The week got off to the worst possible start in a moment of heat, at 9am on Monday when I snapped at a colleague for asking me a question. I was wallowing in the Monday blues more than usual. With no work to do again and a monotonous, interminable week ahead of me, my usual defences slipped. It seemed like a silly question, asked at the wrong time, and I let rip. Like a good sober person I immediately felt bad afterwards, and I was able to apologise. But the tone for the day was set.
Before going out in the morning I had noticed a letter on the side that mum was evidently planning to post. It was addressed to the housing choices team at the council. I knew that people only write to the housing choices team when they are looking to move. It gave me a shock, as I hadn’t realised she was thinking of moving. The letter was sealed in an envelope, so I couldn’t see what it said – my febrile imagination could only make assumptions. I went to work like a true alcoholic, thinking the worst: I’m about to be made homeless, I won’t be able to do anything that I planned to do this year, it will all be a disaster.
It was going to be a long day. As well as having eight hours of work to get through, I was booked to do a chair in the evening. After the incident with my colleague, I just wanted to go to a room and cry. The toilet would be the normal place to go, but there was a blockage there causing an unbearable stink, so I had to make do with attempted invisibility at my desk.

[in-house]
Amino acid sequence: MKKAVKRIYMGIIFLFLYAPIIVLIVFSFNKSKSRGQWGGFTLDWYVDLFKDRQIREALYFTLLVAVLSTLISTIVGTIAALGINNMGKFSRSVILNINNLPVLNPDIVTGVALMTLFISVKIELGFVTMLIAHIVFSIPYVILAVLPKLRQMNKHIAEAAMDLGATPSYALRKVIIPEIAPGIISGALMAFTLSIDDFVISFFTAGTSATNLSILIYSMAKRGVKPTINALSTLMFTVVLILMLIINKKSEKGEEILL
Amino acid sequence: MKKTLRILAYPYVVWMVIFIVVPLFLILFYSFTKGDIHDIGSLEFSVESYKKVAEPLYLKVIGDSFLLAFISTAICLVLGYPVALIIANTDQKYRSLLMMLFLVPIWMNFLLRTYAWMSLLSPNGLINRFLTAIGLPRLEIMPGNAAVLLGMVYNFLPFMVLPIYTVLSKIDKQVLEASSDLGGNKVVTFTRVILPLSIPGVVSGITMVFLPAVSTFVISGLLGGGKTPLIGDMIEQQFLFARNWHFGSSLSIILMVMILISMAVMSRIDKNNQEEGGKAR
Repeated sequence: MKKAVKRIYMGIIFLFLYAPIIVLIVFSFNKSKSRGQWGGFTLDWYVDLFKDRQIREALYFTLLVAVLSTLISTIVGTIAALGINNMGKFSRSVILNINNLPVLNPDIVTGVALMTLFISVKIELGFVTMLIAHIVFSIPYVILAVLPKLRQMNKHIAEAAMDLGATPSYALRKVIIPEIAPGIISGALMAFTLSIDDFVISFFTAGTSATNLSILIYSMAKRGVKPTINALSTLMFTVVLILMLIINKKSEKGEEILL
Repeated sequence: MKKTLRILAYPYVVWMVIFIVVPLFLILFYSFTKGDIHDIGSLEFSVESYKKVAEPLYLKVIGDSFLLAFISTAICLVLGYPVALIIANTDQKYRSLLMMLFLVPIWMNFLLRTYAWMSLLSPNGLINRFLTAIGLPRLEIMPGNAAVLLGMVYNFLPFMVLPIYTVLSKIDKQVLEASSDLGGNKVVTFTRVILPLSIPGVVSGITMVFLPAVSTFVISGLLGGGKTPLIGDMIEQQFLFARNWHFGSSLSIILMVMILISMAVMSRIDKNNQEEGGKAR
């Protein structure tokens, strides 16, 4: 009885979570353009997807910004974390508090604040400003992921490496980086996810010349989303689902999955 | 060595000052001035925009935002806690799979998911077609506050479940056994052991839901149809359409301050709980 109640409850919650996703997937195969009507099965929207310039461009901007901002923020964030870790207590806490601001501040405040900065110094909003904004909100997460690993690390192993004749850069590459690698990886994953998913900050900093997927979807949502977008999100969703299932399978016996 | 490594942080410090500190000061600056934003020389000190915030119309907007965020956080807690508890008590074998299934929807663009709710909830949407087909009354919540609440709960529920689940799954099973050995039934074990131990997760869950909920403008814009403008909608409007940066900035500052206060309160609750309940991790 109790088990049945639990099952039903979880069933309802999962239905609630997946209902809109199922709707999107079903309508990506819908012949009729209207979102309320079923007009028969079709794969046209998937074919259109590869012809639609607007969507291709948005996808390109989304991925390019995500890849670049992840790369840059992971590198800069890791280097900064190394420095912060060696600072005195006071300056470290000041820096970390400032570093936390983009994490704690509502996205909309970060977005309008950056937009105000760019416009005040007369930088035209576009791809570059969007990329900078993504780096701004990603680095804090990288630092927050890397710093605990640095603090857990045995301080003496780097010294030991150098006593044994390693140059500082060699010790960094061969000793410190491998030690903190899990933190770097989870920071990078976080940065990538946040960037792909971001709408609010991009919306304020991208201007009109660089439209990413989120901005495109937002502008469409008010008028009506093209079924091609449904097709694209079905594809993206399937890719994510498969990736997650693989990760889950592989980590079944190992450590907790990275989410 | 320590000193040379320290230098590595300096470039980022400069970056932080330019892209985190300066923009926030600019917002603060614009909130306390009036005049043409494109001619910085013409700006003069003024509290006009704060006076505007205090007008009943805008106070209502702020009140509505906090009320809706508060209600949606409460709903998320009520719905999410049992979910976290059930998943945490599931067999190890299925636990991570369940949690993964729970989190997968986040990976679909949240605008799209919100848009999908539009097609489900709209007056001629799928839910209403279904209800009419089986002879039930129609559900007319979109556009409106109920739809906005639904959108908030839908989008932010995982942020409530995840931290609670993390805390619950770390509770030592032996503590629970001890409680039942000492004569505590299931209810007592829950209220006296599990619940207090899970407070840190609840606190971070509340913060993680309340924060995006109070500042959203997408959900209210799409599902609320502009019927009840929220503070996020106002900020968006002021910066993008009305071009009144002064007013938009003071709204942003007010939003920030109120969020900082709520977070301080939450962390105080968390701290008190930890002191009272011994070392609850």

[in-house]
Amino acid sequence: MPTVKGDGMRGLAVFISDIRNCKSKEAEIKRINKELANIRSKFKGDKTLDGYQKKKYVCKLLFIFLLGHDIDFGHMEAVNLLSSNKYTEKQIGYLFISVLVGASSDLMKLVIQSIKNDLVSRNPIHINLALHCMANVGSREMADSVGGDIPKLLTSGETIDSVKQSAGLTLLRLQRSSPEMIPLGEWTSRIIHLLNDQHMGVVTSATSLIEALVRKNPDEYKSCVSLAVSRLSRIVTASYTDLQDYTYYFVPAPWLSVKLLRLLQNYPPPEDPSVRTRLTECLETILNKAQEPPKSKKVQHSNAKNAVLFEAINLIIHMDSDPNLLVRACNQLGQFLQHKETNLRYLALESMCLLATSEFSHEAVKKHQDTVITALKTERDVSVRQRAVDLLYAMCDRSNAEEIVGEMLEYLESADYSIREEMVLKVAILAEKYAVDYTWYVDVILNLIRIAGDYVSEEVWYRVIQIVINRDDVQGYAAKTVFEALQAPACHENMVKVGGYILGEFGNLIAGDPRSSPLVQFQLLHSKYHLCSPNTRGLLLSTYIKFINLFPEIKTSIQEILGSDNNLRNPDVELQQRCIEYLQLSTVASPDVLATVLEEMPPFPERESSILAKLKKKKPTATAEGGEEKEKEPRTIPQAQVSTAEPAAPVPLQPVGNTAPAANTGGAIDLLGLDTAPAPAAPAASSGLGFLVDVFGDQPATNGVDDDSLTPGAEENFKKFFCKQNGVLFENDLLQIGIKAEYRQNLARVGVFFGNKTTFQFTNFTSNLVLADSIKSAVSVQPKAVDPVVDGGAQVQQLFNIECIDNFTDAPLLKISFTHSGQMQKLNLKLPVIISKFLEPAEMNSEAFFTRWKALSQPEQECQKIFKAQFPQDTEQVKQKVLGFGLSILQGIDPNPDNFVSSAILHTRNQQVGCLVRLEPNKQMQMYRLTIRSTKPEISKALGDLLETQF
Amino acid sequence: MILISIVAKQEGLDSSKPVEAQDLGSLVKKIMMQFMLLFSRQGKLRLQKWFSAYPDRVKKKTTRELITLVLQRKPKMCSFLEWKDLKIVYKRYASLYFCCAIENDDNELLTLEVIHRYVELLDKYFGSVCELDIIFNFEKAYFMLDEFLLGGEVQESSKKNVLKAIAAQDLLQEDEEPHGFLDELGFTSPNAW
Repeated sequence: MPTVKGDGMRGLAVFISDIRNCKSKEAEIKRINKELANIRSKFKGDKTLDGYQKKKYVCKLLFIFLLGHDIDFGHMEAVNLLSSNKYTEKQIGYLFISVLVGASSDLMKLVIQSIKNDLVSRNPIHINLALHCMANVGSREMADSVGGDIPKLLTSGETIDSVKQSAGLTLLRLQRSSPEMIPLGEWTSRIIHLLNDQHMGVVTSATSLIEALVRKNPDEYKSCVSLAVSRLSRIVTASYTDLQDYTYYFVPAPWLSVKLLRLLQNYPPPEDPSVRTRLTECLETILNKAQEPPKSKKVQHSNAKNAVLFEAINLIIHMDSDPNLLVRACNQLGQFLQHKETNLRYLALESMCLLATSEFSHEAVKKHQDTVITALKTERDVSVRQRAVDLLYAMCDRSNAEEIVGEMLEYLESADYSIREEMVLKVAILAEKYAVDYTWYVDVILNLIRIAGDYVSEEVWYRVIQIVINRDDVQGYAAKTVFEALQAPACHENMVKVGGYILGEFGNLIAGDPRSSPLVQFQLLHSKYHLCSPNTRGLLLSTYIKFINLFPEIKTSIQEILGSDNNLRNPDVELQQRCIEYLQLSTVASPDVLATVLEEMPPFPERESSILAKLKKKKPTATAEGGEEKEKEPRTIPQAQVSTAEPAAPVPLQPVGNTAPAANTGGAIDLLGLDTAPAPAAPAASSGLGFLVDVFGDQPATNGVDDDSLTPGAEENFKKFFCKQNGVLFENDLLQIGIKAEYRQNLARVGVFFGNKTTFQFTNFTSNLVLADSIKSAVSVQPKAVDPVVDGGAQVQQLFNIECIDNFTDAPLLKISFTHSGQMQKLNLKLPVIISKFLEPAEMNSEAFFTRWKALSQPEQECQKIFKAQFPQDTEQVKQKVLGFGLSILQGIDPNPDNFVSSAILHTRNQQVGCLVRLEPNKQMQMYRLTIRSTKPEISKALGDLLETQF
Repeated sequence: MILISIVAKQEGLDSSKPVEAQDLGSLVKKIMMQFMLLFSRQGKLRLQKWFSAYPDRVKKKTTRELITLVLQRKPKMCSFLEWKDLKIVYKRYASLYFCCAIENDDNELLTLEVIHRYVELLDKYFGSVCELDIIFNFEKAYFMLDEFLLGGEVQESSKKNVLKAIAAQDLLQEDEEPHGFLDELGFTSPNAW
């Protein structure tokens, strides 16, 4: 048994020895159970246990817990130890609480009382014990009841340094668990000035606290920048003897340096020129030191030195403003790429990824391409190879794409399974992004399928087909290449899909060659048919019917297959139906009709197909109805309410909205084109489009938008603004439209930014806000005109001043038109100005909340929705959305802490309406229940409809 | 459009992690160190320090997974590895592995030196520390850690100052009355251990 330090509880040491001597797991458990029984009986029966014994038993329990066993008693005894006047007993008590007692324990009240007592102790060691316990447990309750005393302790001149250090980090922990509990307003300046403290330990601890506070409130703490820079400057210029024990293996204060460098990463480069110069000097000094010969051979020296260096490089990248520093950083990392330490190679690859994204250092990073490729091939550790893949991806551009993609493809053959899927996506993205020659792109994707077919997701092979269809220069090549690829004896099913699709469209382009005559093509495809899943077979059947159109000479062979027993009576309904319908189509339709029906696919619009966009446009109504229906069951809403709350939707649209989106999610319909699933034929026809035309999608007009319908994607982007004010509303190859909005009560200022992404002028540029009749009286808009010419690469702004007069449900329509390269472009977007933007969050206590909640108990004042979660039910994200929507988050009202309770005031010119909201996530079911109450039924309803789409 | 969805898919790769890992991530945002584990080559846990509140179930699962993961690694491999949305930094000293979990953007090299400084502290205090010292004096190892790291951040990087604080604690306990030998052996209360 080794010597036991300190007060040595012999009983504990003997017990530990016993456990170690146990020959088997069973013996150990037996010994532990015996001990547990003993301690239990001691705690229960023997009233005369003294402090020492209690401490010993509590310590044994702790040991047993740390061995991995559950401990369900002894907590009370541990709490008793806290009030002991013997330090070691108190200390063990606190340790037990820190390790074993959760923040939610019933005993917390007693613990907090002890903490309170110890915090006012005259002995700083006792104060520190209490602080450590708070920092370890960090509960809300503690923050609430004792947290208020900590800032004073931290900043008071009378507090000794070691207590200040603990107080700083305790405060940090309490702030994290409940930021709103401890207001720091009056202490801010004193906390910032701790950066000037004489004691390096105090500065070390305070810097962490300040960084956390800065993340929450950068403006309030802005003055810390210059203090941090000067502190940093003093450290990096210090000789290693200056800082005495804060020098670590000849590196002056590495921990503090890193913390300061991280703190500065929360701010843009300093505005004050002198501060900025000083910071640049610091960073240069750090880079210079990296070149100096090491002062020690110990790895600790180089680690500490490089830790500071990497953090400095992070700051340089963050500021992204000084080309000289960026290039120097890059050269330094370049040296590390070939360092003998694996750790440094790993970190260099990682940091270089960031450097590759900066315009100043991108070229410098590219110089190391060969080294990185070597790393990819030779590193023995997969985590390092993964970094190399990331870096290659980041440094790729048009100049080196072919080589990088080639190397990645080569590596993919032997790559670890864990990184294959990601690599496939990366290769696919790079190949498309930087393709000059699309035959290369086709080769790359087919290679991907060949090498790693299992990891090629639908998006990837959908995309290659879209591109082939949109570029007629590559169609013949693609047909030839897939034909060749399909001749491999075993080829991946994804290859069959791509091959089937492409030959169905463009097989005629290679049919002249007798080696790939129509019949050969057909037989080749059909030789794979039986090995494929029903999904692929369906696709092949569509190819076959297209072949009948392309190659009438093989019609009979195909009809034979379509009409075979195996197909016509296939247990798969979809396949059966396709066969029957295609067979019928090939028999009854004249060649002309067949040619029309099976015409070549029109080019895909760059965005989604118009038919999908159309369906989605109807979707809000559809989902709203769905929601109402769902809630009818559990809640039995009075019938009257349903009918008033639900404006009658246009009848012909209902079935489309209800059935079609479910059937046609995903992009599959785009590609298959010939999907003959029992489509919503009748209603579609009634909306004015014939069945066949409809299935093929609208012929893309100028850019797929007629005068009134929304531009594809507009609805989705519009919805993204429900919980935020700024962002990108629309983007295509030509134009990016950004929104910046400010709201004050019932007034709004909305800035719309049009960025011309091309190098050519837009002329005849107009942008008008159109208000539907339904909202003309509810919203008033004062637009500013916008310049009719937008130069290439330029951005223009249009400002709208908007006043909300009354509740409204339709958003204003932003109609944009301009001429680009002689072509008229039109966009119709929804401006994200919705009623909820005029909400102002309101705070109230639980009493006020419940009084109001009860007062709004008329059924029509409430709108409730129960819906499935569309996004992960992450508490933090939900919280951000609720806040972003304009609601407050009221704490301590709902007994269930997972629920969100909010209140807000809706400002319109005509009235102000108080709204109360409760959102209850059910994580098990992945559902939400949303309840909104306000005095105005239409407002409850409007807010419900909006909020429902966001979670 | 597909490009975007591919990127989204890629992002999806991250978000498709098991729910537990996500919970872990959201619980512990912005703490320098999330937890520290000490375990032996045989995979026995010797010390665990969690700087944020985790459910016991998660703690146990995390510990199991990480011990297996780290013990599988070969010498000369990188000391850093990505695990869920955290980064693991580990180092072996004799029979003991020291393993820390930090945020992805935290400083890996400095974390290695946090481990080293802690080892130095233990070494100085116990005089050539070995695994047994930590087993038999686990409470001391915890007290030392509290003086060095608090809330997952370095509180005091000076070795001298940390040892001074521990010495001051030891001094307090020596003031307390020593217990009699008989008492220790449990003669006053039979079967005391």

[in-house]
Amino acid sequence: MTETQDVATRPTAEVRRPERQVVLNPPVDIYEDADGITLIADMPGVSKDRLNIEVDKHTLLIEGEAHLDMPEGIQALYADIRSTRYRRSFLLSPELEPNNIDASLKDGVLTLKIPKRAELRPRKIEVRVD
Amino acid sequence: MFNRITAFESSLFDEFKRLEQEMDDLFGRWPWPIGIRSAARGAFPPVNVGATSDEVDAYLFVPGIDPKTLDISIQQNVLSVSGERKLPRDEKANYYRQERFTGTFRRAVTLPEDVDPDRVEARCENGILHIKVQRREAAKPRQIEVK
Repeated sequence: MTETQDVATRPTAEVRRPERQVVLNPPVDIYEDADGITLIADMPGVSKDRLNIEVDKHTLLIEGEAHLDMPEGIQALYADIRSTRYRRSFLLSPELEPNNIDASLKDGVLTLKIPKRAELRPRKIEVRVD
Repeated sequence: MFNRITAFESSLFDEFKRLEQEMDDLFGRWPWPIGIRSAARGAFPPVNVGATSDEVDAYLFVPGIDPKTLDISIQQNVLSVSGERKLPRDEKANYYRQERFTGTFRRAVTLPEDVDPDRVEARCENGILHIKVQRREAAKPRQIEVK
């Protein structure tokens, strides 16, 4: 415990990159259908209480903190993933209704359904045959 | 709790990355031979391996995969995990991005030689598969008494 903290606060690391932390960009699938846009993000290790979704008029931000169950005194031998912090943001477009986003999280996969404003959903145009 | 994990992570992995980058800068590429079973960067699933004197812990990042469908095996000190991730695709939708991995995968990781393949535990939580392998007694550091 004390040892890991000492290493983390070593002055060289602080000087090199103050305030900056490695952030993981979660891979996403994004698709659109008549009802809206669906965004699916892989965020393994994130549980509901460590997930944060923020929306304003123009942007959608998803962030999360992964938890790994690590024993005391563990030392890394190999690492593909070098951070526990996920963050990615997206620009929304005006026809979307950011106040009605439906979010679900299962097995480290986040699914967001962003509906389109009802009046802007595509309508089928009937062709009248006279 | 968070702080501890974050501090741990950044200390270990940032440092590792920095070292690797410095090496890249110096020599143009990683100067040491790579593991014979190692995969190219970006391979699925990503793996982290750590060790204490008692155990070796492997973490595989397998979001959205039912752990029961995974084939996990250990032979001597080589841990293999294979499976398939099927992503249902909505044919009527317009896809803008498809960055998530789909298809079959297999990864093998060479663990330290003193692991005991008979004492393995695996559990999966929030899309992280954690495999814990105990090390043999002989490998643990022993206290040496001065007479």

By lunchtime I was in a familiar state of silent panic. All I could think about was how I’m going to manage when mum kicks me out and I have to start paying London rent on a meagre salary. I think there is a misconception that panic attacks have to be loud and obvious: with me they are invisible to the outside world. Which doesn’t help because no one knows what’s going on and people continue to ask things of me when I’m not in the best state. I’ve wondered if what I have is some kind of high functioning anxiety disorder, one I can pretend not to have because it doesn’t show to anyone. Of course, there are occasions like today where the emotions come surging out and I snap at someone, but that’s rare. Most of the time you probably wouldn’t think there was anything wrong, even though inside I feel like I want to scream.
When the working day ended I could feel a little better, knowing I was going to an AA meeting where there would be people who understood. I wasn’t thrilled about having to do a chair – sitting in the back row would have suited me much better today – but I kept to my promise and did it anyway. The theme was step six and I categorised the morning’s incident at work as a symptom of my character defects. Fitting it into the chair at least allowed some of the poison to be released.
As I talked about trading in character defects for character assets, about becoming “entirely ready” to let God have all of the bad stuff, I knew I had to go home and ask mum what she was planning. My years of sobriety have been worth something: they have taught me to recognise the right action. So, when the meeting was over I passed up an opportunity to socialise with fellows and went straight home, hoping I would catch mum in the right mood at the right time for a conversation. Sometimes it just isn’t the right time with her, in fact quite often it isn’t. After living with her for most of my life I know all her moods and nuances well. I couldn’t just walk up to her and say “are you planning to move out, then?” – there would be something indecent about that. I needed to catch her in the kitchen, away from the distraction of her TV, and I needed to phrase my interrogation in precisely the right way not to ruffle her feathers. You can see that communication is complicated for us.